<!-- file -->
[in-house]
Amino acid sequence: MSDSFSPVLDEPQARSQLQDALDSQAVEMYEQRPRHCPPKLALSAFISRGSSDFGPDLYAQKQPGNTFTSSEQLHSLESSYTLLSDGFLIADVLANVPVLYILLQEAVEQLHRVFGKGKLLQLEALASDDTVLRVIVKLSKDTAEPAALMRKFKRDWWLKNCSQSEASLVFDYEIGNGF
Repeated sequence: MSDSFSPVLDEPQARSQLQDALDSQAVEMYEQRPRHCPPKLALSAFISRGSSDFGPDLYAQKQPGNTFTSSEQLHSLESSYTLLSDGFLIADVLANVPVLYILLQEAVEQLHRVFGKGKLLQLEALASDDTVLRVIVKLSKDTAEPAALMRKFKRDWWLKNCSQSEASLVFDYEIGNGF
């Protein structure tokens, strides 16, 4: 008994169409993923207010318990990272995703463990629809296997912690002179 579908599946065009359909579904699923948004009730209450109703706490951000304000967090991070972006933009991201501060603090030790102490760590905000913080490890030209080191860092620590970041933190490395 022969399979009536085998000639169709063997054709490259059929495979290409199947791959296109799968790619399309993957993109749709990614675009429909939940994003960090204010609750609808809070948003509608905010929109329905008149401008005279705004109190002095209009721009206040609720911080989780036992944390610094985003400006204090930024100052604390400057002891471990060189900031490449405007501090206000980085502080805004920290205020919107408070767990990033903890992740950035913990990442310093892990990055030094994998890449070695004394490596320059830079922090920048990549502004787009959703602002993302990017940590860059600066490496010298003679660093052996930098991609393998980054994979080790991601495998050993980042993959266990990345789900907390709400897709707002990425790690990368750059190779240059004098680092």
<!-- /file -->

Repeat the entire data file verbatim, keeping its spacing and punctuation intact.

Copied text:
[in-house]
Amino acid sequence: MSDSFSPVLDEPQARSQLQDALDSQAVEMYEQRPRHCPPKLALSAFISRGSSDFGPDLYAQKQPGNTFTSSEQLHSLESSYTLLSDGFLIADVLANVPVLYILLQEAVEQLHRVFGKGKLLQLEALASDDTVLRVIVKLSKDTAEPAALMRKFKRDWWLKNCSQSEASLVFDYEIGNGF
Repeated sequence: MSDSFSPVLDEPQARSQLQDALDSQAVEMYEQRPRHCPPKLALSAFISRGSSDFGPDLYAQKQPGNTFTSSEQLHSLESSYTLLSDGFLIADVLANVPVLYILLQEAVEQLHRVFGKGKLLQLEALASDDTVLRVIVKLSKDTAEPAALMRKFKRDWWLKNCSQSEASLVFDYEIGNGF
């Protein structure tokens, strides 16, 4: 008994169409993923207010318990990272995703463990629809296997912690002179 579908599946065009359909579904699923948004009730209450109703706490951000304000967090991070972006933009991201501060603090030790102490760590905000913080490890030209080191860092620590970041933190490395 022969399979009536085998000639169709063997054709490259059929495979290409199947791959296109799968790619399309993957993109749709990614675009429909939940994003960090204010609750609808809070948003509608905010929109329905008149401008005279705004109190002095209009721009206040609720911080989780036992944390610094985003400006204090930024100052604390400057002891471990060189900031490449405007501090206000980085502080805004920290205020919107408070767990990033903890992740950035913990990442310093892990990055030094994998890449070695004394490596320059830079922090920048990549502004787009959703602002993302990017940590860059600066490496010298003679660093052996930098991609393998980054994979080790991601495998050993980042993959266990990345789900907390709400897709707002990425790690990368750059190779240059004098680092």